Existing operators and their traders have until June next year to apply for licenses under the new regulations.

“We will be running a number of training programmes and seminars on virtual assets in the next few months for those who would like to enhance their knowledge on virtual assets,” said Colin Shaftesley, chairman of HKSI.

Source: South China Morning Post


Canada's Ontario government joined hands with a South Korean venture capital firm to establish a fund of 100 million Canadian dollars (US$75.6 million) for investments in healthcare.

Seoul-based LSK Investment said on July 4 that the firm and the government of Ontario agreed to raise 50 million Canadian dollars each for the life science venture capital fund. The fund is the first to be jointly raised by a South Korean venture capital firm and a local government of Canada.

The Ontario government and LSK aim to establish the fund by the first half of 2024 to invest in startups for new drugs in both South Korea and the east-central Canadian province.

Source: Korea Economic Daily

The National Federation of Fisheries Cooperatives has issued a request for proposals for a Korean equity mandate that will be operational in the second half of 2023.

Applicant firms must manage a Korean equity portfolio of at least W10 billion ($7.6 million) and have experience in providing related advisory service as well.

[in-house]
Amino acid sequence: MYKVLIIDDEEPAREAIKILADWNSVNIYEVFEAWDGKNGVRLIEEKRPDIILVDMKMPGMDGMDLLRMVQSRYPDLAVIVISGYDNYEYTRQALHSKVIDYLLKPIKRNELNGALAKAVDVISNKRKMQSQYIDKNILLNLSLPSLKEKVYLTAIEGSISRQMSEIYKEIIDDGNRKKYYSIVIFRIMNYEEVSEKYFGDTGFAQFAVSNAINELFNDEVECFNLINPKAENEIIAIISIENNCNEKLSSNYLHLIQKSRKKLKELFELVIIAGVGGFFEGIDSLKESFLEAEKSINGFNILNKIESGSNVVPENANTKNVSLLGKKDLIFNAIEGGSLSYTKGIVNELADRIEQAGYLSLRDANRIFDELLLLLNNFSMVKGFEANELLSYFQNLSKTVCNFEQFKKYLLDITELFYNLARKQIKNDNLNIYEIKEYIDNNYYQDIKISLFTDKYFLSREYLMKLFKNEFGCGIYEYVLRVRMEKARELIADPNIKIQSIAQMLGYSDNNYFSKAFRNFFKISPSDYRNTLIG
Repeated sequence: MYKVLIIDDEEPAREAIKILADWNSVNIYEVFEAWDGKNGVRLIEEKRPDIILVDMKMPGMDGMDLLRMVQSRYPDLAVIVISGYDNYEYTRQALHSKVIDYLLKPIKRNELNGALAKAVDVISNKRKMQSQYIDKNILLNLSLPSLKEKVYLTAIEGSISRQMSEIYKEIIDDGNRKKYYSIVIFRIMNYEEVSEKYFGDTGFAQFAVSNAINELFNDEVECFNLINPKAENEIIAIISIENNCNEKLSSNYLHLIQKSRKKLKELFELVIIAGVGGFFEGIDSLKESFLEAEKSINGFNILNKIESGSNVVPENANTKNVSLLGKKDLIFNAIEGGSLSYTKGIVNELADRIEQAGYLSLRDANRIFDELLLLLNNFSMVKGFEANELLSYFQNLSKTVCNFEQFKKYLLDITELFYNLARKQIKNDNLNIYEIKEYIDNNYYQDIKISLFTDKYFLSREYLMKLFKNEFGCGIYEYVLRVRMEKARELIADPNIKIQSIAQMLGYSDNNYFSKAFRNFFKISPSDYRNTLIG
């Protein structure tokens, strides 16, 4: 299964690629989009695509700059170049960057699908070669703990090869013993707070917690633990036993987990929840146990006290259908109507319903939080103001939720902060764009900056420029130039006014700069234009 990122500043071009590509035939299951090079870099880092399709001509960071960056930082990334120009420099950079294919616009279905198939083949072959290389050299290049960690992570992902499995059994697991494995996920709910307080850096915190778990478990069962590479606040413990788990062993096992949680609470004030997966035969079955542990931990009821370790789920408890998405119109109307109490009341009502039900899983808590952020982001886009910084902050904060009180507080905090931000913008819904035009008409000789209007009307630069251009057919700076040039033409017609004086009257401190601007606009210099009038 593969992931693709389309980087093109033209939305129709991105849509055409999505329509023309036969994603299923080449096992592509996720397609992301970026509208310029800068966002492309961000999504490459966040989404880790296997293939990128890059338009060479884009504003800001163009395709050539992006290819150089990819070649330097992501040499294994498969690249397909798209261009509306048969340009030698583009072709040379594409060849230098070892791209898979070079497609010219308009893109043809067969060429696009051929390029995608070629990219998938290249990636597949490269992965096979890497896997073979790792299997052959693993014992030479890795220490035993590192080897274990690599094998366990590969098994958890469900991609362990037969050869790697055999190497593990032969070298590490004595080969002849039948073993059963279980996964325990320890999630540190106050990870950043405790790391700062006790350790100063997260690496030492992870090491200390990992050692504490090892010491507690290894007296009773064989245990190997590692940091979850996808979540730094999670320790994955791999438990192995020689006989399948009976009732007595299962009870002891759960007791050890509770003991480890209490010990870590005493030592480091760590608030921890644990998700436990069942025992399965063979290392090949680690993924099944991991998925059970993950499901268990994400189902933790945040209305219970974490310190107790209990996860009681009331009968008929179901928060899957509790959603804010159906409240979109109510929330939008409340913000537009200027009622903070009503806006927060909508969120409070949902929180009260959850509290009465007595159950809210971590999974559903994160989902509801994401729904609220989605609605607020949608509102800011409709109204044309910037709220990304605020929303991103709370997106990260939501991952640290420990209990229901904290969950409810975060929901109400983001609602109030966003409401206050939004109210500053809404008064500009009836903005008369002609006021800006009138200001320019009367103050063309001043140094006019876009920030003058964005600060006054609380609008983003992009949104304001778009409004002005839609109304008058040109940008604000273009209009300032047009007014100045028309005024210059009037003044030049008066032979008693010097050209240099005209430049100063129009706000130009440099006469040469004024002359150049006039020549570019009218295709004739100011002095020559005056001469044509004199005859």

Applications are open until July 12.

Source: Korea Financial Investment Association

South Korea’s state-sponsored Yellow Umbrella Mutual Aid Fund is seeking domestic venture capital managers.

The maximum total amount to be mandated to selected managers will be W80 billion ($61 million).

Submission deadline is July 27.

Source: Korea Financial Investment Association


Malaysian prime minister Anwar Ibrahim said the government is open to a proposal by the Employees Provident Fund (EPF) that would make periodic or monthly withdrawals by new scheme members mandatory upon reaching the retirement age of 55.

Periodic withdrawals are currently voluntary, but Anwar said the government would leave any decision on the proposed change to the EPF.

He said EPF Chief Executive Amir Hamzah Azizan also noted some opposition to the proposal from scheme members whose savings were small.

Sources: Malay MailMalaysiakiniMalaysia Now


The Monetary Authority of Singapore has allocated around 2% of its portfolio – slightly over S$8 billion (US$5.93 billion) to a climate transition programme.

It has pumped funds into two equity climate indices and intends to scale up that commitment, and it has shifted part of its equities portfolio towards less carbon-intensive companies aligned with a low-carbon transition to strike a balance between reducing the portfolio’s carbon intensity and supporting companies transitioning to lower carbon intensity.

The MAS has also divested from companies that derive more than 10% of their revenues from thermal coal mining and oil sands activities.

Source: MAS

The Monetary Authority of Singapore (MAS) has recorded a net loss of S$30.8 billion ($22.8 billion) for the financial year ended March 31.

It made a small investment gain despite the poor performance of both the bond and equity markets, but that was outweighed by negative currency translation effects and interest expenses on MAS’s domestic money market operations.